One of the most overlooked and unfortunate aspects of the criminal justice system in America is that it often doesn't end at trial. If you end up getting convicted of a domestic violence charge after a trial, or even as a pretrial condition of release, the repercussions don't even stop at the fines and jail time that you might have to serve. Instead, the consequences of a charge and/or conviction will hang over your head for years afterwards. Called “collateral consequences” of a criminal conviction, these can take all sorts of shapes and forms, and can impact things from your ability to get a job or a loan to the likelihood of being a suspect in another crime.
Collateral consequences are especially severe if you have been convicted for a crime of domestic violence. One example of the collateral consequences that you could face in Washington for a domestic violence conviction involves your rights to possess or own a gun or other firearm.
Your Gun Rights During a Domestic Violence Case
Even before a conviction for domestic violence, your gun rights could be impacted. In Washington, there's a law that allows courts to require you to hand in all of your firearms, even though the case is still pending. Almost all Washington State courts impose this as a condition of your release at the first hearing, called the arraignment.
In some circumstances, you can even be required to turn over your guns in order to be released from jail after being arrested on suspicion of a crime of domestic violence. This can be especially problematic considering Washington has a law requiring police to make an arrest if they suspect a crime of domestic violence has occurred.
Both of these situations can have a huge impact on your life if you need to carry a gun for your job. If you work in the military or as a security guard, you stand the chance of losing your job because of a domestic violence arrest, even if it never turns into a conviction.
Your Gun Rights After a Domestic Violence Plea or Conviction
If you plead guilty to a crime of domestic violence, or are convicted after a trial, then your gun rights could be impacted permanently. Following a plea or conviction, you lose your ability to own a gun. Only after serving all of your jail sentence and completing probation can you petition the court to have these rights back. However, if your conviction was for a misdemeanor, then you will probably have to wait three years to file this petition. If your conviction was for a felony, then you'll have to wait no fewer than five years. Even worse, there are some felony convictions that permanently strip you of your gun rights and prevent you from ever petitioning to have them back.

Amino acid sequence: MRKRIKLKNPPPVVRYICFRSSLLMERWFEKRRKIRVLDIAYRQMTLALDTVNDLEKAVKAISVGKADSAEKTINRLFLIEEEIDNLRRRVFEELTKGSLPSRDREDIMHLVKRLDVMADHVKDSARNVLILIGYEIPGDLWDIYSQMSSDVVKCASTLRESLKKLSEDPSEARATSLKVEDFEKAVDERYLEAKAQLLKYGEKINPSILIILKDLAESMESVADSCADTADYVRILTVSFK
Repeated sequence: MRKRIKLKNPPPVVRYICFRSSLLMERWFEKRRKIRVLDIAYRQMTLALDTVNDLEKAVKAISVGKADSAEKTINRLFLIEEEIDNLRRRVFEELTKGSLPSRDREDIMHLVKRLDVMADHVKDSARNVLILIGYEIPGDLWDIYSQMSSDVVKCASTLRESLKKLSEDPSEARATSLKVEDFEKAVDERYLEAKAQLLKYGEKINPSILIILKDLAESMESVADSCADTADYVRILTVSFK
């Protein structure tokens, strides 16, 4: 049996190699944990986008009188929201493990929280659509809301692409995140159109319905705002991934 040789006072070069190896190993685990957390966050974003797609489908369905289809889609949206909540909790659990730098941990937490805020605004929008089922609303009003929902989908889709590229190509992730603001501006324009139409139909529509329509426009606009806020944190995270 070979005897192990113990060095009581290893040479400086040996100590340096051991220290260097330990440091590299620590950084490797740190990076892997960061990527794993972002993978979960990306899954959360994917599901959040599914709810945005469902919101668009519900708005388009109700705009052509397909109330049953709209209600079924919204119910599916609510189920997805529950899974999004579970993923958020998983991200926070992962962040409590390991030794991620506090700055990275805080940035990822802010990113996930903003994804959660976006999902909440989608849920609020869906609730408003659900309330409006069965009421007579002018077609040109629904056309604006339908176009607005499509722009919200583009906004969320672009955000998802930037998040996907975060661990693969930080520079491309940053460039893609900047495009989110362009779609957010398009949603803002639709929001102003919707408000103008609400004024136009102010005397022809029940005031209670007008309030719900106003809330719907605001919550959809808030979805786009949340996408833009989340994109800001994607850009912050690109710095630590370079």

Domestic Violence Representation
Washington State takes domestic violence very seriously. A conviction, or even a criminal charge prior to disposition or acquittal, for any crime of domestic violence can change your life in countless ways, including your ability to possess, use or own a gun or other firearm.
Having a criminal defense attorney fighting for you before, during, and after a trial, or other disposition of your case, can make a huge difference in the outcome. Contact the Washington-based law office of domestic violence defense attorney Phil Weinberg today by calling (425) 367-1122 or by filling out our online contact form. Attorney Phil Weinberg will aggressively safeguard your rights in any case involving Domestic Violence. If this not handled effectively, a DV conviction will often pose an obstacle to future employment and/or career advancement, acceptance into schools or the military, obtaining housing, travel abroad, immigration consequences for noncitizens, and can carry many other potentially severe, negative impacts on your life.